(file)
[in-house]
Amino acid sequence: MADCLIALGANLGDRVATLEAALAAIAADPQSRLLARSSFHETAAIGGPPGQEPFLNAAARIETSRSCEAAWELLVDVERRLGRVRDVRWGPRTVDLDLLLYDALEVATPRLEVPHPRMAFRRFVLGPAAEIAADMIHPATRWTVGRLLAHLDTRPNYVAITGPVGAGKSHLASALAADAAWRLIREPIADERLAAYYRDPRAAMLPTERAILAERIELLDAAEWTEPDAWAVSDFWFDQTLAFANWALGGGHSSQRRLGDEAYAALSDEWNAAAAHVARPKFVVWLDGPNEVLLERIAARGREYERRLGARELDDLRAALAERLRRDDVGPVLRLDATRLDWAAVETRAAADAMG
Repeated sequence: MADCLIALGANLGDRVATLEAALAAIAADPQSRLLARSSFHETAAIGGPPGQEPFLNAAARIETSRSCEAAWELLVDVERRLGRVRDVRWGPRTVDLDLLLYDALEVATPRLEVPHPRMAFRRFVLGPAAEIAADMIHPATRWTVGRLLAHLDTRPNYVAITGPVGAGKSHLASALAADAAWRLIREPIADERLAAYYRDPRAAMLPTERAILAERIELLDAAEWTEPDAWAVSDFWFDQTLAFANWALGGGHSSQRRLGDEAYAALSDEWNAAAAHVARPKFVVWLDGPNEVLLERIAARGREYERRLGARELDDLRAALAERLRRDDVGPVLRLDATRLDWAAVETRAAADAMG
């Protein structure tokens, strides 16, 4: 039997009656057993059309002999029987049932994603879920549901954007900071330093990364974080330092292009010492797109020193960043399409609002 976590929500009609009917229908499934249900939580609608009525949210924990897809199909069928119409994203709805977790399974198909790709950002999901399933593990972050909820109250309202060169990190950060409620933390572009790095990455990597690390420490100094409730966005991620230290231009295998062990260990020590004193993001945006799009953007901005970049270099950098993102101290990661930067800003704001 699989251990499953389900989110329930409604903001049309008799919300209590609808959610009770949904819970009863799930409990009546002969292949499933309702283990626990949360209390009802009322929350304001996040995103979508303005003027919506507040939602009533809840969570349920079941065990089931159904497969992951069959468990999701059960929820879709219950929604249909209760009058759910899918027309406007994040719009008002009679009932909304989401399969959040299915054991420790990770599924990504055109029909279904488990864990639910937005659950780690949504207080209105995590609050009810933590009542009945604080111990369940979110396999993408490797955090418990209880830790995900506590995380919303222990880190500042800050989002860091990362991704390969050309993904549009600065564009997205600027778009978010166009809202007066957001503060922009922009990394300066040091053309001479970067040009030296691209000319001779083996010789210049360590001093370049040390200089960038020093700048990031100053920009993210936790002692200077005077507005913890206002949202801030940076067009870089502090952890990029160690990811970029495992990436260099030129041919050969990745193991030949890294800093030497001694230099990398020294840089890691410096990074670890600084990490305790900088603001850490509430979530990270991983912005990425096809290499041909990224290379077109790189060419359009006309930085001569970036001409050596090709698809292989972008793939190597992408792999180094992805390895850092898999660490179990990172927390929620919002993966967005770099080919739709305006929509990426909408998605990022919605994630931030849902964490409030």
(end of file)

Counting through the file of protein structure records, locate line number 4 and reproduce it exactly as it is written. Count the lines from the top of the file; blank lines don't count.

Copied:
């Protein structure tokens, strides 16, 4: 039997009656057993059309002999029987049932994603879920549901954007900071330093990364974080330092292009010492797109020193960043399409609002 976590929500009609009917229908499934249900939580609608009525949210924990897809199909069928119409994203709805977790399974198909790709950002999901399933593990972050909820109250309202060169990190950060409620933390572009790095990455990597690390420490100094409730966005991620230290231009295998062990260990020590004193993001945006799009953007901005970049270099950098993102101290990661930067800003704001 699989251990499953389900989110329930409604903001049309008799919300209590609808959610009770949904819970009863799930409990009546002969292949499933309702283990626990949360209390009802009322929350304001996040995103979508303005003027919506507040939602009533809840969570349920079941065990089931159904497969992951069959468990999701059960929820879709219950929604249909209760009058759910899918027309406007994040719009008002009679009932909304989401399969959040299915054991420790990770599924990504055109029909279904488990864990639910937005659950780690949504207080209105995590609050009810933590009542009945604080111990369940979110396999993408490797955090418990209880830790995900506590995380919303222990880190500042800050989002860091990362991704390969050309993904549009600065564009997205600027778009978010166009809202007066957001503060922009922009990394300066040091053309001479970067040009030296691209000319001779083996010789210049360590001093370049040390200089960038020093700048990031100053920009993210936790002692200077005077507005913890206002949202801030940076067009870089502090952890990029160690990811970029495992990436260099030129041919050969990745193991030949890294800093030497001694230099990398020294840089890691410096990074670890600084990490305790900088603001850490509430979530990270991983912005990425096809290499041909990224290379077109790189060419359009006309930085001569970036001409050596090709698809292989972008793939190597992408792999180094992805390895850092898999660490179990990172927390929620919002993966967005770099080919739709305006929509990426909408998605990022919605994630931030849902964490409030």